Strengthening Individuals & Communities

Promoting discussions on disability to generate a holistic and inclusive human rights dialogue

Currently many groups working in the disability rights movement, and even the broader human rights movement, compete amongst each other in political debates and institutions in order to gain recognition, funding and policy changes.  Instead of recognizing their common goals and challenges, human rights groups often isolate themselves along victim hierarchies where, for example, someone living in poverty may be better off than someone who is physically disabled, experiences politically-motivated torture or lacks access to clean water.

Phasing out child labor in the garment industry and providing education for ex-workers

The Bangladesh Garment Manufacturers’ and Exporters’ Association (BGMEA), in collaboration with the International Labor Organization (ILO) and UNICEF, developed the Child Labor Project to eliminate child labor in the 2,500 member factories, and to provide an alternative to former child laborers in the form of an education program. In 1995, the BGMEA, ILO, and UNICEF entered into a Memorandum of Understanding (MoU) to serve as a basis for the implementation of the Child Labor Project, which was funded by the U.S. Department of Labor.

Offering community education and developing alternative rites of passage to discourage Female Genital Cutting

The NGO PATH (Program for Appropriate Technology in Health) and Maendeleo Ya Wanawake, Kenya's largest women's organization, have collaborated to offer alternatives to Female Genital Mutilation. They combine community education for young girls and parents with alternative rites of passage that preserve many traditional aspects of the coming-of-age ritual, while prohibiting physical harm to girls.

Filing a civil tort action against a multi-national organization to seek redress of human rights abuses that occurred as a result of a business

A group of Burmese laborers who were forced to work on a pipeline project in Myanmar successfully filed suit against two co-venturers in the pipeline project, Unocal and Total.  They claim that the two transnational corporations knew and profited from the fact that the military of Myanmar was using violence and intimidation to relocate villages, enslave farmers, commit rape and other torture, steal land and force persons to work on the pipeline.

Establishing village peace committees to build understanding between internally displaced people and host communities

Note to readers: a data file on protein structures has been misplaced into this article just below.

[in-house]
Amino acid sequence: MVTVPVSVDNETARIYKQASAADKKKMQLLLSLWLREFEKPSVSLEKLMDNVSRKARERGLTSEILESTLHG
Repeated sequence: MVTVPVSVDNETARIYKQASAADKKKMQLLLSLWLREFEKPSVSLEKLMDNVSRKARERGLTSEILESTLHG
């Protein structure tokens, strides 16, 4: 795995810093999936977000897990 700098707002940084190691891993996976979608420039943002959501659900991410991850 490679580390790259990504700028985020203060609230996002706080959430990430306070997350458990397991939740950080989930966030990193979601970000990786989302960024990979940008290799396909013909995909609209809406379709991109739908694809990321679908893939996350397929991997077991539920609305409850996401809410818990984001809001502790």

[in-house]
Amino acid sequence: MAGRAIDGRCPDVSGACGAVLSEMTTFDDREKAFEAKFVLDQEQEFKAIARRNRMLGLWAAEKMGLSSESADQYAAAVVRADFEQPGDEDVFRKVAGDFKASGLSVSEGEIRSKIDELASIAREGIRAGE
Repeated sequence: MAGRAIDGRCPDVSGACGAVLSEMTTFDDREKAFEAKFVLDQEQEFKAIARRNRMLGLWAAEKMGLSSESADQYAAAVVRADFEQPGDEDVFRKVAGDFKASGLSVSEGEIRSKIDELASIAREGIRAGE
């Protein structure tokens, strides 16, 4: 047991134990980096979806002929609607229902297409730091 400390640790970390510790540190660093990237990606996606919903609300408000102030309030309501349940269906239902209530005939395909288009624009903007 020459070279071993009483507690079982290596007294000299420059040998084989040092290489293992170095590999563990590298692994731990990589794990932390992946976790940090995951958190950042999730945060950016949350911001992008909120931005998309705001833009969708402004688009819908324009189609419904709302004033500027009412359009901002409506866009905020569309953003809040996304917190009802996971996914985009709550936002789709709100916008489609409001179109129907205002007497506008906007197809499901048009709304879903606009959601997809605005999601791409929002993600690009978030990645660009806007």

The Community Trust Fund (CTF) involved youth volunteers as Peace Facilitators to reduce friction between internally displaced persons (IDPs) and host communities (or residence of temporary settlement of IDPs) in Sri Lanka. The CTF was successful in introducing a non–violent conflict resolution program at the community level by mobilizing youth volunteers in an effort to bring IDPs and host communities together. The youth volunteers’ work contributed to the creation of village peace committees comprised of leaders in both communities.

Using popular culture to sensitize and mobilize youth around human rights issues

Rassemblement Action-Jeunesse (RAJ) used pop culture to involve Algerian youth in human rights issues. Although youth in Algeria represented 75% of the population, a history of government repression had led to a lack of youth participation in political life. RAJ hoped to change this by combining something youth already were involved in, pop culture, with human rights organizing.

Using sports to build engagement and life skills

Reclaim Childhood, based in Amman, runs a sports program called “Goals for Girls” in cities and towns in Jordan with significant Iraqi and Syrian refugee populations. They recruit young women and girls, ages 8 to 18, from these refugee communities to play with young women and girls from the local communities in Jordan. Their goal is to empower Iraqi and Syrian young refugee women and girls by fostering engagement and critical life skills through sports. Reclaim Childhood has impacted the lives of more than 800 young women and girls since 2008.

Using street theater to inform the public about social issues

The Philippine Educational Theater Association (PETA) stages informance plays—performances meant to inform—on social issues ranging from women’s rights to children’s rights across the Philippines. With its mobile theater, PETA uses informance plays as tools to engage the public to confront important social issues that remain unaddressed. In doing so, PETA indirectly forces individuals to seek solutions to their own problems.

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